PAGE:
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The characters are drawn from the two religions : these are first introduced to the reader; the recital then displays the state of Christianity throughout the known world at the epocha of the action; the remainder of the work developes this action, which is connected by the catastrophe with the general massacre of the Christians.

I have perhaps suffered myself to be dazzled by my subject: it appeared to me rich and comprehensive. Indeed a single glance will shew, that it gave me a complete control over sacred and profane antiquity. Besides, the narration and the course of events have H enabled me to sketch a view of the various provinces of the Roman Empire. I have conducted the reader among the Franks and the Gauls, to the cradle of our ancestors. Greece, Italy, Judæa, Egypt, Sparta, Athens, Rome, Naples, Jerusalem, Memphis, the valleys of Arcadia, the desarts of the Thebais, are other points of view, or form the back grounds of the picture.

The characters are principally historical. That of the monster Galerius is well known. I have represented Dioclesian as rather better and somewhat greater than he is exhibited to us by contemporary writers. In this I have evinced my impartiality. I have thrown all the odium of the persecution upon Galerius and Hierocles.

Lactantius himself says: Hieroclem ex vicario presidem, qui anctor et consiliarius ad faciendam persecutionem fuit.*

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* De Mortibus Persecutorum, cap. xvi.

Hierocles who was the instigator and the author of the persecution."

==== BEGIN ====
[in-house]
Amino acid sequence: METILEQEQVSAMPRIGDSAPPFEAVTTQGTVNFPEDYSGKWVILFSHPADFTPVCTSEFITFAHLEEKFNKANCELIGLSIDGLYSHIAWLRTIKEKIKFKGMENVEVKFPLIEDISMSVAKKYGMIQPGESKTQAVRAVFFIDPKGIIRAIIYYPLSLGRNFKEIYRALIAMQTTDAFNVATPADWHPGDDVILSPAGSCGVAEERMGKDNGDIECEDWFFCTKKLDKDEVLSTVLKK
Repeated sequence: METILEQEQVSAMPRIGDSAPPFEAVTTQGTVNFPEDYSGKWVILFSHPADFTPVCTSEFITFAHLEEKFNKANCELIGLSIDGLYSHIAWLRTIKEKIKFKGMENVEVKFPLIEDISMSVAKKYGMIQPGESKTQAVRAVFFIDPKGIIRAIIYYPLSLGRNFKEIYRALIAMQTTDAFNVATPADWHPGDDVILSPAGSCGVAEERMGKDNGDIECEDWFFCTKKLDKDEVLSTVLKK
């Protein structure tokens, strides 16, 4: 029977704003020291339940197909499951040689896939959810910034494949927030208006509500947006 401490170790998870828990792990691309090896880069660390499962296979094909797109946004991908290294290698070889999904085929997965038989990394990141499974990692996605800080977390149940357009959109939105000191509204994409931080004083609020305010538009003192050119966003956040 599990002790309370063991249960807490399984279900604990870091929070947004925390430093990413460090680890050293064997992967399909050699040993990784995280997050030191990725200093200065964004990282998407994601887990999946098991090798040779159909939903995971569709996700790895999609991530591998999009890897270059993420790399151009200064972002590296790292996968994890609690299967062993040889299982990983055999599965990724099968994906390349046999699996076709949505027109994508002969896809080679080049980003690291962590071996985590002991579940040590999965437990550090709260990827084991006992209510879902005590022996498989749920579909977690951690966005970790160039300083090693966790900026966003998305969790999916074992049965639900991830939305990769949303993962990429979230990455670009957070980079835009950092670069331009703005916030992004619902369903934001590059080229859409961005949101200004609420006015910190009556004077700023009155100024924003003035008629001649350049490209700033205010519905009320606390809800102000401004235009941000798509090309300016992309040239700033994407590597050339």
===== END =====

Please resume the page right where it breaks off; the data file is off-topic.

Tillemont, after having spoken of the council in which the question respecting the extermination of the Christians was discussed, adds:

“ Dioclesian consented to refer the matter to the “ council, that the odium of the measure might be re“ moved from him and fastened upon those who had 6 advised it. Several civil and military officers were “ summoned to the assembly, who, either from inclina“ tion or courtesy, supported the views of Galerius. * Hierocles was one of the warmest in commending " the persecution."*

This Governor of Alexandria, according to the uniform testimony of history, exercised the most dreadful cruelties towards the church. Hierocles was a sophist, and whilst encouraging the massacre of the Christians, he published a book against them entitled Philalethes, or the Friend of Truth. Eusebiust has refuted a part of this work in a Treatise which is still extant; it was in reply to this also that Lactantius composed his Institutions.f Piersong believes that Hierocles, the persecutor of the Christians, was the same with the author of the Commentary upon the

* Mem. Eccles. t. 5, p. 20, edit. in 4to. Paris.

+ Eusebii Cæsariensis in Hieroclem liber cum Philostrato editus. Paris, 1608.

Lact. Inst. lib. 5, cap. 2. Ś In his Prolegomena upon the works of Hierocles, printed in 1673. Vol. 2, p. 1, 3, 19.


golden verses of Pythagoras. Tillemont* seems to have adopted the opinion of the learned bishop of Chester; and Jonsius,t who maintains that the Hierocles mentioned in the Bibliotheca of Photius is the same Hierocles who was refuted by Eusebius, serves rather to confirm than to destroy the opinion of Pear

Dacier, who, as Boileau observes, always endeavours to make a sage of the author he translates, s opposes the opinion of the learned Pearson; but his arguments are feeble, and it is probable that Hierocles, the persecutor and the author of Philalethes is also the author of the Commentary.

At first vice-præfect, Hierocles afterwards became governor of Bithynia. The Menæa,|| Saint Epiphanius, T and the acts of the martyr of Holy Edessa, ** prove that Hierocles was governor of Egypt also, where he perpetrated the greatest barbarities.